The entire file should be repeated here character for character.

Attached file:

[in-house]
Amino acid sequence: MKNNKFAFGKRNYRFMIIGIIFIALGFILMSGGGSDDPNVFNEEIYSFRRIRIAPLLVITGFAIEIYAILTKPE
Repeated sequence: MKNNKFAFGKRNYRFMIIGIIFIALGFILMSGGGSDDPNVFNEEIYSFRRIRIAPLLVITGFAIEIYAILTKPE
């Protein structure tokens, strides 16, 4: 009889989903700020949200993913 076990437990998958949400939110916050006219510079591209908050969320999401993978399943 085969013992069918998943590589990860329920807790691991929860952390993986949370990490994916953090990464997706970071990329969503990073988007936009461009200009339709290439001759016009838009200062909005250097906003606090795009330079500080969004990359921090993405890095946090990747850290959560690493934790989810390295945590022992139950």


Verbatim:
[in-house]
Amino acid sequence: MKNNKFAFGKRNYRFMIIGIIFIALGFILMSGGGSDDPNVFNEEIYSFRRIRIAPLLVITGFAIEIYAILTKPE
Repeated sequence: MKNNKFAFGKRNYRFMIIGIIFIALGFILMSGGGSDDPNVFNEEIYSFRRIRIAPLLVITGFAIEIYAILTKPE
């Protein structure tokens, strides 16, 4: 009889989903700020949200993913 076990437990998958949400939110916050006219510079591209908050969320999401993978399943 085969013992069918998943590589990860329920807790691991929860952390993986949370990490994916953090990464997706970071990329969503990073988007936009461009200009339709290439001759016009838009200062909005250097906003606090795009330079500080969004990359921090993405890095946090990747850290959560690493934790989810390295945590022992139950």